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re: coroplast, coroplastic

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  • Charles J
    The oldest reference cited sub coroplast in the OED is: 1885 Nation (N.Y.) 1 Oct. 286/3 The Myrinæan coroplasts, or manufacturers of terra-cottas, were
    Message 1 of 8 , Jul 3, 2012
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      The oldest reference cited sub coroplast in the OED is:
      "1885 Nation (N.Y.) 1 Oct. 286/3 The Myrinæan coroplasts, or manufacturers of terra-cottas, were certainly influenced by the models of their brethren in Tanagra."

      Charting the two words in Google ngram shows some (perhaps) interesting patterns:
      http://books.google.com/ngrams/graph?content=coroplast%2Ccoroplastic&year_start=1700&year_end=2012&corpus=0&smoothing=3

      It is certainly not uncommon usage in English language archaeology writing.

      I think we can call the topic closed.

      Did anyone on ANE-2 (aside from me) participate in the Day of Archaeology (http://www.dayofarchaeology.com/)?

      -Chuck Jones-
      ISAW - NYU



      --- In ANE-2@yahoogroups.com, drbrucekgardner@... wrote:
      >
      > Dear ANE,
      >
      > By way of a supporting reference to CSIG's own, offered etymology,
      > mentioned in my previous post, one also finds the term in a study of the Black Sea
      > site of Phanagoria, which was founded in the 6th. Century BCE.
      >
      > The author writes: 'In another workshop dated to the 6th c. BC a
      > "coroplastes" â€" a producer of terracotta figurines - worked.' [Podossinov Alexander,
      > "Phanagoria (Antiquity)", 2007, Encyclopaedia of the Hellenic World, Black
      > Sea, p. 4.]
      >
      > Follow this link and see the top of page 4:
      > _http://blacksea.ehw.gr/forms/filePage.aspx?lemmaId=10738_
      > (http://blacksea.ehw.gr/forms/filePage.aspx?lemmaId=10738)
      >
      > Thank you.
      >
      > Yours sincerely,
      >
      > Bruce Gardner.
      > ________________________
      > Dr. Bruce Gardner (Rtd.)
      > Aberdeen
      > Scotland, UK.
      >
      >
      >
      > In a message dated 03/07/2012 11:45:03 GMT Daylight Time,
      > drbrucekgardner@... writes:
      >
      >
      >
      >
      > Dear ANE,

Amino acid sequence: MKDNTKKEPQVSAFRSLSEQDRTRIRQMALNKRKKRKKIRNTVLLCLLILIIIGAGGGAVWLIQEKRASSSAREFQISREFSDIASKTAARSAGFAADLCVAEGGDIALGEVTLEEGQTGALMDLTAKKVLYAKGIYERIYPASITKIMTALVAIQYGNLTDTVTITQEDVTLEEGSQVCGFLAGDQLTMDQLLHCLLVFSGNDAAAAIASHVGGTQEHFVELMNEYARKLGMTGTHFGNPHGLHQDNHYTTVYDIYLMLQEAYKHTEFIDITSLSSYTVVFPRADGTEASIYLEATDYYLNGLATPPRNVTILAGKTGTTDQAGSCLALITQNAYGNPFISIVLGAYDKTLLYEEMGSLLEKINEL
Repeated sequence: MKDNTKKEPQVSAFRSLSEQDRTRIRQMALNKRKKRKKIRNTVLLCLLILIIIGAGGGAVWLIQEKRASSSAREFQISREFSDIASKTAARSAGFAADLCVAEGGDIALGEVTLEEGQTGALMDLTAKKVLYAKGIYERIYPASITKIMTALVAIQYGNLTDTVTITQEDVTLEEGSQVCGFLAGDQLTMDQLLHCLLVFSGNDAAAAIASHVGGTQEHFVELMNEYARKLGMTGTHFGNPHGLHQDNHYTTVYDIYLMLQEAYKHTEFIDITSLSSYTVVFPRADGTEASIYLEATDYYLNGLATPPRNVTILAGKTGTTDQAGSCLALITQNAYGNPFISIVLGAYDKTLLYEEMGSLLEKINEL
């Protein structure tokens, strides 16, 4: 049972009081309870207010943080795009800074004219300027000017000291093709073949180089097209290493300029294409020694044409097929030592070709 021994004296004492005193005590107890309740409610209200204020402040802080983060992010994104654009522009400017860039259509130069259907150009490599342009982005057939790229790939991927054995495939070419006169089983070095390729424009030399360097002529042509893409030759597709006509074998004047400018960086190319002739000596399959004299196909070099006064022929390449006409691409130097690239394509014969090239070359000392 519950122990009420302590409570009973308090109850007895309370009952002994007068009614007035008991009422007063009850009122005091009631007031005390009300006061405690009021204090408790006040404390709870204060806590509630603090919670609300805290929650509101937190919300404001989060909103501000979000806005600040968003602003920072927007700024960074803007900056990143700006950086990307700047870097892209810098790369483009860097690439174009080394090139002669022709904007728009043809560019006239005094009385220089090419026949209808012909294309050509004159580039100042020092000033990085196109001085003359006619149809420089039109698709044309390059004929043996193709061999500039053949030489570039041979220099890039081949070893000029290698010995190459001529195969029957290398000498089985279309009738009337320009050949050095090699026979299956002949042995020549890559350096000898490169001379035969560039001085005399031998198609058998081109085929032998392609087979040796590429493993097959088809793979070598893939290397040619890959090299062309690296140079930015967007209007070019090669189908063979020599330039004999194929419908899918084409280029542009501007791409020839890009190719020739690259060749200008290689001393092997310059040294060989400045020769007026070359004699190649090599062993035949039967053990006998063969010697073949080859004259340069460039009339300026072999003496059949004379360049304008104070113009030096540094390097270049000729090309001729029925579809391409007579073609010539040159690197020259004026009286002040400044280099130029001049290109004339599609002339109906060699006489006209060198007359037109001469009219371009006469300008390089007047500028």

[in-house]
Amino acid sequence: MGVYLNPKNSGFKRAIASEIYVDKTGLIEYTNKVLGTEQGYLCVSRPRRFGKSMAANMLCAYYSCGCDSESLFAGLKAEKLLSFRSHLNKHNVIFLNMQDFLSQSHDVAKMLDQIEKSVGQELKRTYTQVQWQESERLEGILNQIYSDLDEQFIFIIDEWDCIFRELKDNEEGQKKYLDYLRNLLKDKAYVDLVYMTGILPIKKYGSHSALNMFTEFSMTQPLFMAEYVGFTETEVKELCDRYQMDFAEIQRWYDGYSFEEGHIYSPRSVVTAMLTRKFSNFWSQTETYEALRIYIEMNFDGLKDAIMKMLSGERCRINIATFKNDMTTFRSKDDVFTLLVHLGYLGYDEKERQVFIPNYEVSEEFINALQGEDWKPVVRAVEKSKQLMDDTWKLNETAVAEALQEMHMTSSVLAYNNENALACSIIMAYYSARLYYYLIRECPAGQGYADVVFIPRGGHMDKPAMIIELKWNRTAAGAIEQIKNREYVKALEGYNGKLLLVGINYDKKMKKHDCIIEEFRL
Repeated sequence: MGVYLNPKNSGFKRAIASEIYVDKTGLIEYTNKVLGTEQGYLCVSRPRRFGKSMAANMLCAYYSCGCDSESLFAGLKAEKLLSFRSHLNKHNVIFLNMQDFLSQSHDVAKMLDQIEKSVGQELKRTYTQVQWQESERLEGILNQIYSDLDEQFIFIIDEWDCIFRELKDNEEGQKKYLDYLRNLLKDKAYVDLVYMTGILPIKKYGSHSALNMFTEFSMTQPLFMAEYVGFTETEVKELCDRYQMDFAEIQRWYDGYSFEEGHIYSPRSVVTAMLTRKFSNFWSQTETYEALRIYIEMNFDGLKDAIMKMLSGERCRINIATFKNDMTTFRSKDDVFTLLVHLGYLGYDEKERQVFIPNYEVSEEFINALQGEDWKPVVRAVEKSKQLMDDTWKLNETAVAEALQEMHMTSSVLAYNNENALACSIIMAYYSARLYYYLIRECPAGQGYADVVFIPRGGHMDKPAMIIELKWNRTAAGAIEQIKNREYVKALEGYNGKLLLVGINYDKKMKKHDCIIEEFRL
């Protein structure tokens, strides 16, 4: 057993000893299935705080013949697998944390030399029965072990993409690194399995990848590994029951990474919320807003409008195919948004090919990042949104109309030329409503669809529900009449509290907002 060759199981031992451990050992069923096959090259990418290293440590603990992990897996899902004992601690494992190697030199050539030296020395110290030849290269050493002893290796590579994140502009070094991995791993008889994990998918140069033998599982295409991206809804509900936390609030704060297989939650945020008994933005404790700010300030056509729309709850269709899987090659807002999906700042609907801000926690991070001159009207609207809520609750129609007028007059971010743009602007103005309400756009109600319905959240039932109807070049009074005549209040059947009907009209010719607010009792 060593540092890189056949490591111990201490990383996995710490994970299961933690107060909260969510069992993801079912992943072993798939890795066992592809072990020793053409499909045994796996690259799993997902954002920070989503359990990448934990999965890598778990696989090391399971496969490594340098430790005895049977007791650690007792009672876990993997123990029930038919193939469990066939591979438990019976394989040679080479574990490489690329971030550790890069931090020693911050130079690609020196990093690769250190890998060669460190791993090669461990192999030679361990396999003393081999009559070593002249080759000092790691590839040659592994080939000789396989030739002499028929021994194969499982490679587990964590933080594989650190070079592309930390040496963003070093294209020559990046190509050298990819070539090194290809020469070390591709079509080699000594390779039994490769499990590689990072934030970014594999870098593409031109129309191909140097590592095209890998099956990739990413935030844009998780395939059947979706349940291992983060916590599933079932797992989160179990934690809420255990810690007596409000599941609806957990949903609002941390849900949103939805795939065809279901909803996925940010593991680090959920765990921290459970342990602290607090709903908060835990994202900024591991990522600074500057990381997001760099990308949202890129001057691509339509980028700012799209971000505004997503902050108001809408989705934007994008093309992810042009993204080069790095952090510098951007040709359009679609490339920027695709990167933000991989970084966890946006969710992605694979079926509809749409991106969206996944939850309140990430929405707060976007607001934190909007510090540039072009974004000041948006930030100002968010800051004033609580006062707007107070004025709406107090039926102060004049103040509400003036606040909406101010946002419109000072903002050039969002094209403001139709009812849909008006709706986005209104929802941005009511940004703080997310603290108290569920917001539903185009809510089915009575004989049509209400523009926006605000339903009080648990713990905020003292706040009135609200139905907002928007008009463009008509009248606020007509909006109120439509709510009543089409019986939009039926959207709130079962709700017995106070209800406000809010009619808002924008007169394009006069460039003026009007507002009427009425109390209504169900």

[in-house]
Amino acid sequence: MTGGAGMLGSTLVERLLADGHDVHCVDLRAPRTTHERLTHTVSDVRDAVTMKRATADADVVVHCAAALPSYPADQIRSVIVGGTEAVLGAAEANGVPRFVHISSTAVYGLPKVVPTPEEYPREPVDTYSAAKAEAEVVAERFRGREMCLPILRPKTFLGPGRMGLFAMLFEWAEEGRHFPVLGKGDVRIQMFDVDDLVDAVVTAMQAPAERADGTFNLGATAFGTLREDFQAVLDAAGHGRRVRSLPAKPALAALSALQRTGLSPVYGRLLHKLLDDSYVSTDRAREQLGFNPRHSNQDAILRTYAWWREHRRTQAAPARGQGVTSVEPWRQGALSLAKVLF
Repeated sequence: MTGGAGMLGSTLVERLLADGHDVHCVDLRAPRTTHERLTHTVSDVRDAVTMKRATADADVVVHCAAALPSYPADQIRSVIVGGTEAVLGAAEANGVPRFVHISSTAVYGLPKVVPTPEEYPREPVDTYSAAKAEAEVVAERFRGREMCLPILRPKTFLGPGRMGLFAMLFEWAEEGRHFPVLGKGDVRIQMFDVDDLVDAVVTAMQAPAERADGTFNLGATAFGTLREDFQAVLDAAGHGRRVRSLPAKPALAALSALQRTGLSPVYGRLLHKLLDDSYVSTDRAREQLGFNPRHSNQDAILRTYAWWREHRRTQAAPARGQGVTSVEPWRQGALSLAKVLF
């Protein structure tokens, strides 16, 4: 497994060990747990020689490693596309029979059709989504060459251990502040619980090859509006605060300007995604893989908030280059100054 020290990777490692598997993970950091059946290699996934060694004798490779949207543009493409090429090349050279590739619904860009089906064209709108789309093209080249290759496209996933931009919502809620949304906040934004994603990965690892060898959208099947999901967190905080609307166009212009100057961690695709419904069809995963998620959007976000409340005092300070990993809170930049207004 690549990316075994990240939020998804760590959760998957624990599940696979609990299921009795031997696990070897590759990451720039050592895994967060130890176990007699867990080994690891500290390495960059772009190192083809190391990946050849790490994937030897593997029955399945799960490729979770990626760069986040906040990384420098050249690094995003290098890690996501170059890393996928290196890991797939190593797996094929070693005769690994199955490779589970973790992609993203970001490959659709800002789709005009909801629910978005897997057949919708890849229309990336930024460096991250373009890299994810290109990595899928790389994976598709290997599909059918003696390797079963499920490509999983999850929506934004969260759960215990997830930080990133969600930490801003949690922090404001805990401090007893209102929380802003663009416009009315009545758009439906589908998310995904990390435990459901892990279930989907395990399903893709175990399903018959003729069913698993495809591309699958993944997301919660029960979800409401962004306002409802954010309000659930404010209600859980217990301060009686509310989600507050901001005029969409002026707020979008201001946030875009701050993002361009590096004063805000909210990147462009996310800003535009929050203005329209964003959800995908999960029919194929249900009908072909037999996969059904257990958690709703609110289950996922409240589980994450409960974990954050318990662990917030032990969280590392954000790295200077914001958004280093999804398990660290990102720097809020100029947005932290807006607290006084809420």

>
      > The CSIG website offers this etymology: "The CSIG takes its name from the
      > word koroplastes, which in Greek antiquity was the term used for a modeler
      > of images in clay."
      >
      > Yours sincerely,
      >
      > Bruce Gardner.
      > ________________________
      > Dr. Bruce Gardner (Rtd.)
      > Aberdeen
      > Scotland, UK.
      >
      >
      > In a message dated 03/07/2012 05:42:30 GMT Daylight Time,
      > _beahopkinson@..._ (mailto:beahopkinson@...) writes:
      >
      > Peter,
      >
      > What a strange combination, my translator gave plastic for platique (a non
      > brainer), but Wikipedia did better. It tells us it is a Portuguese
      > pronunciation for cry or lament in populat music instrumental style. Its
      > origins in 19th c. Rio de Janeiro. A style characterized by imprvisation
      > and
      > subtile modulations...etc.etc. which could account for the 'platique' as
      > flexible??
      >
      > Bea
      >
      > Beatrice Hopkinson, Hon. Secretary
      > LA Branch, Oxford University Society,
      > President, Droitwich Brine Springs and Archaeological Trust,
      > Board, American Institute of Archaeology,
      > Affiliate, Cotson Institute
      >
      > Hope this helps.
      >
      > On Jul 2, 2012, at 8:18 AM, Peter T. Daniels wrote:
      >
      > Can anyone tell me what the French art historical and archeological term
      > "choroplastique" means? It doesn't seem to have a dictionary entry
      > anywhere;
      > google shows a handful of occurrences suggesting it refers either to very
      > small figurines or the material they're made of.
      >
      > What is the English for this?
      >
      > (It's also a term in biochemistry, but that doesn't help.)
      > --
      > Peter T. Daniels __grammatim@..._ (mailto:_grammatim@...) _
      > (mailto:_grammatim@..._ (mailto:grammatim@...) )
      >
      > Jersey City
      >
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